Testicles Of Yogurt-Eating Mice Shown Bigger, And Researchers Credit Probiotics Last summer a team of researchers from the Massachusetts Institute of Technology set out to better understand the effects of yogurt on obesity. They were following up on the results of a long-term study from the Harvard School of Public Health that had suggested yogurt, more than any other food, helped to prevent age-related weight gain. The M.I.T. team, led by cancer biologist Susan Erdman and evolutionary geneticist Eric Alm, wanted to replicate the work in mice. Their goal was to understand how a probiotic diet affects rates of obesity and its related complications, including cancer. First, the scientists noticed that the yogurt-eating mice were incredibly shiny. Then the researchers spotted something particular about the males: they projected their testes outward, which endowed them with a certain “mouse swagger,” Erdman says. More important, that masculinity pays off. The findings could have implications for human fertility. Also on HuffPost:
The 20 most-watched TED Talks to date TEDTalks The 20 most-watched TEDTalks (so far) Today, on the fifth birthday of TEDTalks video, we’re releasing a new list of the 20 most-watched TEDTalks over the past five years — as watched on all the platforms we track: TED.com, YouTube, iTunes, embed and download, Hulu and more … What a great, mixed-up group this is! Playlist The 20 most popular TED Talks, as of December 2013 UPDATED: To see all these talks at one click, check out our updated Playlist: The 20 Most Popular Talks of All Time. Grandfather with 'incurable' cancer is given the all-clear after swapping red meat and dairy products for 10 fruit and veg a day Doctors told Allan Taylor, 78, in April that his cancer couldn't be treated and had spread from his colon to his small intestineIn August the retired oil rig engineer from Middlesbrough got another letter - to say he was cancer-freeHe puts the change down to his new diet, which he adopted after looking up 'colon cancer cures' on the internet By Rob Preece Published: 14:30 GMT, 16 September 2012 | Updated: 08:26 GMT, 17 September 2012 A grandfather, who was told by doctors that his cancer was 'incurable', has been given the all-clear less than four months later - after trying a different diet. Allan Taylor could have been forgiven for fearing the worst when doctors told him they could do nothing to treat his condition. But the 78-year-old would not give up, and instead searched the internet for an alternative method to fight his cancer. Given the all-clear: Allan Taylor, 78, beat cancer by changing his diet and taking herbal remedies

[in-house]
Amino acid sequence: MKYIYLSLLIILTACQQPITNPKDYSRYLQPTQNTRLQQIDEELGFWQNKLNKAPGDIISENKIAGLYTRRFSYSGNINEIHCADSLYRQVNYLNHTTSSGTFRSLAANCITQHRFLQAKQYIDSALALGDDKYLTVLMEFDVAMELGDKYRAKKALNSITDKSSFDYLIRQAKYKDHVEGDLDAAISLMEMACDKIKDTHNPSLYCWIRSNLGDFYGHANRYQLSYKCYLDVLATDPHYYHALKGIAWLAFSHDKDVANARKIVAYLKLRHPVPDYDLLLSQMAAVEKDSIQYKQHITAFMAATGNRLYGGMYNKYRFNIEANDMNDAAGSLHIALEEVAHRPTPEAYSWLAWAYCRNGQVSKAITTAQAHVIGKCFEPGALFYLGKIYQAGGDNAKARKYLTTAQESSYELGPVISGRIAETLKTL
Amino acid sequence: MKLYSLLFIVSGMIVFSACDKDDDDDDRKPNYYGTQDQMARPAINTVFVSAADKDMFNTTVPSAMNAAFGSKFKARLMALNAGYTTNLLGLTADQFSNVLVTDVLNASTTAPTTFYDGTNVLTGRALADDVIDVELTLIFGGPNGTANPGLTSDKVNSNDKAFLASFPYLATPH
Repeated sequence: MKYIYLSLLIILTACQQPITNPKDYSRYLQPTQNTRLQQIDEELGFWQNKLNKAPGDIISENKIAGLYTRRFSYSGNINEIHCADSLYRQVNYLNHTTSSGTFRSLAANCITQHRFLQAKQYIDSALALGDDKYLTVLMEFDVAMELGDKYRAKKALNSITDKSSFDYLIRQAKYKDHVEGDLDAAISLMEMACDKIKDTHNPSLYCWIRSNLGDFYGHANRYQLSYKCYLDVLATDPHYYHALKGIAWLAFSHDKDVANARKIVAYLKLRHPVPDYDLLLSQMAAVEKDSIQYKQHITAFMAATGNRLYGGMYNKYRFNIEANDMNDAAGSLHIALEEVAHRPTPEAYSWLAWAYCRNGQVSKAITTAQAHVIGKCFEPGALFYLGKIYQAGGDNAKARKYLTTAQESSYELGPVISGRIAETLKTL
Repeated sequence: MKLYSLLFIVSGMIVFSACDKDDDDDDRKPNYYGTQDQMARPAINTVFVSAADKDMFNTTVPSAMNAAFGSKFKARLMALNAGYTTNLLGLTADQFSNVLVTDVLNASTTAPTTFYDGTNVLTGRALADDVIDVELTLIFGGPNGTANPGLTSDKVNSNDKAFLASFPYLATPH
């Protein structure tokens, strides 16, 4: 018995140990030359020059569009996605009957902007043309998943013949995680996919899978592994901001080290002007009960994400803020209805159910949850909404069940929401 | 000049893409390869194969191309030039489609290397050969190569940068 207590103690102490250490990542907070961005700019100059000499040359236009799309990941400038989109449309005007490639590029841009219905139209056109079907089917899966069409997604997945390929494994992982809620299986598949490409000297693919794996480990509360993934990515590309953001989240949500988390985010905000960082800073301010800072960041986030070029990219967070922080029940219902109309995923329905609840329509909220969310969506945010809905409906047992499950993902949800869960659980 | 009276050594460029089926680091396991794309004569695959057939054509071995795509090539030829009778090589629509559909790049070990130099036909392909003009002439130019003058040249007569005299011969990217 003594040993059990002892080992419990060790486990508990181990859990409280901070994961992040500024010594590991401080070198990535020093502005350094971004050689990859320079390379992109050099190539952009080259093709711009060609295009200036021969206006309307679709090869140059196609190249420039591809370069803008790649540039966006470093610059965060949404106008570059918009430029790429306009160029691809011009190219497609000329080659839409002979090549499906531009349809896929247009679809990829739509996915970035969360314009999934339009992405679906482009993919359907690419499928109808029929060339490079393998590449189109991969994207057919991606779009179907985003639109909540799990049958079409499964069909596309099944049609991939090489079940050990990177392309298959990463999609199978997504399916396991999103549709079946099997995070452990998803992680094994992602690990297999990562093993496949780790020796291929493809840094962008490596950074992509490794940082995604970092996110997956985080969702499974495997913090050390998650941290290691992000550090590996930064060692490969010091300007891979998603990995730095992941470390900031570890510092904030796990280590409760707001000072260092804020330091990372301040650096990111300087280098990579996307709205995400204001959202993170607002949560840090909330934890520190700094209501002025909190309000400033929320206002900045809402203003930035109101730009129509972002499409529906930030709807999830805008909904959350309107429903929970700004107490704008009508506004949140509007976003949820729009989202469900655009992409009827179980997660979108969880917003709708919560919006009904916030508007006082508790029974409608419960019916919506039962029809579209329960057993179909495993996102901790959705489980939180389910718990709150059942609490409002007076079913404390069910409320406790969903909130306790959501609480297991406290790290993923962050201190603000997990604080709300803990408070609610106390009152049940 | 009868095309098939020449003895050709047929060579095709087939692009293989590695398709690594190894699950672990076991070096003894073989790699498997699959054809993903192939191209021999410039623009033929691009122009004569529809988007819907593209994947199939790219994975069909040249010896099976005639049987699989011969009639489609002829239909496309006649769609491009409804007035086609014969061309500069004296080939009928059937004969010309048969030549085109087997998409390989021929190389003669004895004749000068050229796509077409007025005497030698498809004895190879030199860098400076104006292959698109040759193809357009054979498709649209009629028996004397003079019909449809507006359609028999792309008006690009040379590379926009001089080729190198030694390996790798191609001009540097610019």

Science in Action Winner for 2013: Elif Bilgin | @ScientificAmerican Elif Bilgin, winner of the 2013 Science in Action award, a $50,000 prize sponsored by Scientific American as part of the Google Science Fair. Credit: Elif Bilgin “Genius,” Thomas Edison famously said, “is 1 percent inspiration and 99 percent perspiration.” He would have found a kindred spirit in Elif Bilgin, 16, of Istanbul, Turkey, winner of the 2013 $50,000 Science in Action award, part of the third annual Google Science Fair. The award honors a project that can make a practical difference by addressing an environmental, health or resources challenge; it should be innovative, easy to put into action and reproducible in other communities. Bilgin spent two years toiling away on her project to develop a bioplastic from discarded banana peels, enduring 10 failed trials of plastics that weren’t strong enough or that decayed rapidly. The ingredients to make Bilgin’s plastic are relatively benign. My colleague, Rachel Scheer, interviewed Bilgin. I would choose James D.
Chocolate Can Make You Thinner - Compounds in chocolate may alter metabolism, reducing the fraction of calories that turn to fat. - Go for dark chocolate with 60 to 70 percent cocoa. - Try to stop after just a bite or two. In a study that may seen like a dream come true, researchers have found that people who regularly eat chocolate tend to be thinner than people who don't eat chocolate at all. Scientists still do not, unfortunately, endorse snacking on enormous piles of candy bars or massive bowls of chocolate ice cream. PHOTOS: Art of Chocolate: A Short, Sweet History Eventually, the research may lead to obesity drugs that isolate chocolate's benefits in the pill form. "The presumption has always been that because chocolate is full of pesky calories and eaten as a sweet, that it would be associated with higher BMI," or body mass index, said Beatrice Golomb, an internal medicine doctor who studies oxidative stress and other topics at the University of California, San Diego. NEWS: Another Reason To Eat More Chocolate
Maker's Schedule, Manager's Schedule July 2009 One reason programmers dislike meetings so much is that they're on a different type of schedule from other people. Meetings cost them more. There are two types of schedule, which I'll call the manager's schedule and the maker's schedule. The manager's schedule is for bosses. It's embodied in the traditional appointment book, with each day cut into one hour intervals. When you use time that way, it's merely a practical problem to meet with someone. Most powerful people are on the manager's schedule. When you're operating on the maker's schedule, meetings are a disaster. For someone on the maker's schedule, having a meeting is like throwing an exception. I find one meeting can sometimes affect a whole day. Each type of schedule works fine by itself. Our case is an unusual one. I wouldn't be surprised if there start to be more companies like us. How do we manage to advise so many startups on the maker's schedule? Those of us on the maker's schedule are willing to compromise.